Expressions (5) and (7) are extremely useful in solving linear and nonlinear partial differential equations (PDEs) [14-17] because the differential operation has been expressed as an integration. With a judicious choice of the DAF parameters, it is possible to provide arbitrarily high accuracy for estimating the derivatives.

METHOD OF DATA EXTRAPOLATION

Case I. Filling a Gap

Suppose we have a set of uniformly spaced grid points on the infinite line, and a continuous function, ƒ(x), known on all grid points except for the set {x1, . . . , xK}. Assuming that ƒ(x) is in the DAF-class, we can estimate the unknown values by minimizing the cost function, C p = - W p ( f ( x p ) - f DAF ( x p ) ) 2 ( 8 )
where, Wp is a weight assigned to the point xp, and in this disclosure it is chosen to be 1 on a finite grid and 0 elsewhere; ƒDAF(xp) is the DAF approximation to the function at the point xp. From Equations (3) and (8), we have C p = - W p ( f ( x p ) - t = p - w p + w δ M ( x p - x t | σ ) f ( x t ) ) 2 ( 9 )
where w is the half DAF bandwidth. We minimize this cost function with respect to the unknown values, {ƒ(xJ), . . . , ƒ(xK)}, according to C f ( x l ) = 0 , J l K , ( 10 )
to generate the set of linear algebraic equations, p = - 2 W p ( f ( x p ) - t = p - w p + w δ M ( x p - x l | σ ) f ( x t ) ) ( δ pl - δ M ( x p - x l | σ ) ) = 0 , J l K , ( 11 )
where the unknowns are ƒ(xp) and ƒ(xt) for p=l or t=l. The symbol δpl is the kronecker delta. Solving these equations yields the predicted values of ƒ(x) on the grid points in the gap.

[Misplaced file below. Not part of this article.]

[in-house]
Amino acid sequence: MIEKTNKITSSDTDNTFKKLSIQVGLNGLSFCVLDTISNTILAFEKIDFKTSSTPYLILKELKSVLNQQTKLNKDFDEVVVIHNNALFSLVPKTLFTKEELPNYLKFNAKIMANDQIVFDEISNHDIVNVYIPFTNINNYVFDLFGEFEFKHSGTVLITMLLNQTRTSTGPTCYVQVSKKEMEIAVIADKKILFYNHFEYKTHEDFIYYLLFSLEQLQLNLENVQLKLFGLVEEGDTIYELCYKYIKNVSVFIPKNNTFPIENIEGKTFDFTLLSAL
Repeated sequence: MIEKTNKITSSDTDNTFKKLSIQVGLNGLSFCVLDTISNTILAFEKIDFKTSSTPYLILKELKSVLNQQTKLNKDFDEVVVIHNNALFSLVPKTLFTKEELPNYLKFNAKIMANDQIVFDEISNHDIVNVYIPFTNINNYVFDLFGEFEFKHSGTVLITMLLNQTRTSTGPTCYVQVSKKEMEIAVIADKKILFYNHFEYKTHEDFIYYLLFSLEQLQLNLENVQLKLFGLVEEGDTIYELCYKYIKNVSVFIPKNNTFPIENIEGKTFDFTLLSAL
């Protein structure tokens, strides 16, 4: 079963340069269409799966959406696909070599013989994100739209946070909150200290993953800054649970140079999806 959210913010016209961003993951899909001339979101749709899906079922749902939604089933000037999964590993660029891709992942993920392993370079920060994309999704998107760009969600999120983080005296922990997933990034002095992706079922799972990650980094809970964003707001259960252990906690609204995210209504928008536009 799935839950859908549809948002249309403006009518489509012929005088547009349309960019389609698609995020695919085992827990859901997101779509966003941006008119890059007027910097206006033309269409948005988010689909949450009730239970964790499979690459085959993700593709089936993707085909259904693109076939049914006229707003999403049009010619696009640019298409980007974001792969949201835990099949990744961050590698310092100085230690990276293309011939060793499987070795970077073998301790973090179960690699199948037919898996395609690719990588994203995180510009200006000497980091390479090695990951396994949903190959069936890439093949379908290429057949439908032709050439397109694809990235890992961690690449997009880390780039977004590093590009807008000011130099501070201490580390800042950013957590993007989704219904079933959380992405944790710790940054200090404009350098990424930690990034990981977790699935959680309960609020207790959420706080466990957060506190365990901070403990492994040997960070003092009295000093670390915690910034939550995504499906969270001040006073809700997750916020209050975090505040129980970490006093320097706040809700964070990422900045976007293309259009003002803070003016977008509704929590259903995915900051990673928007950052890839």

Case II. Extrapolation

A more challenging situation occurs when ƒ(xl), l>J are all unknown. In this case, for points xp beyond xK, we specify a functional form for the unknown grid values, including some embedded variational parameters. It is simplest to choose linear variational parameters, e.g., f ( x ) μ = 1 L α μ ϕ μ ( x ) ( 12 )
but this is not essential, and nonlinear parameters can also be embedded in the φμ(x). The choice of functions, φμ(x), can be guided by any intuition or information about the physical behavior of the signal, but even this is not necessary. This introduces additional variations of the cost function with respect to the additional parameters, so we impose C α β = 0 , 1 β L ,
and therefore obtain additional equations. We must also specify the choice of the Wp when one introduces both a gap and a “tail function”. There is enormous freedom in how this is done, and e.g., one can choose which points are included and which are not. In the present study, we shall take Wp=1 for 1≦p≦K (i.e., all known data points, plus all gap-points), and Wp≡1 for all other points (including tail-function points). Again, we emphasize that other choices are possible and are under study.

For case I, our procedure leads to Equation (11) and for case II, to the equations, p = 1 - w min ( l + w , K ) 2 W p ( f ( x p ) - t = p - w p + w δ M ( x p - x l | σ ) f ( x l ) ) × ( δ pl - δ M ( x p - x l σ ) ) = 0 , J l K , ( 13 ) p = K + 1 - w K - 2 W p ( f ( x p ) - t = p - w p + w δ M ( x p - x l | σ ) f ( x l ) ) × l = K + 1 p + w δ M ( x p - x l ) ϕ β ( x l ) = 0 , 1 β L ( 14 )
These linear algebraic equations can be solved by any of a variety of standard algorithms [18]. Note that it is the well-tempered property of the DAFs that underlies the above algorithms. For standard interpolation algorithms, the value on each grid point is exact and does not depend on the values at other grid points, which means that the cost function is always zero irrespective of functional values.

The suitability of using Hermite DAFs to pad two isolated data sets has been tested for fitting one dimensional potential energy surfaces [8]. To explore further the algorithm in the case where only one data set is known, we show in FIG. 2 the extrapolation results for the arbitrarily chosen DAF-class function, f ( x ) = 4 + 2 j = 1 4 cos ( jx ) + 5 exp ( - ( x - 1 ) 2 ) ( 15 )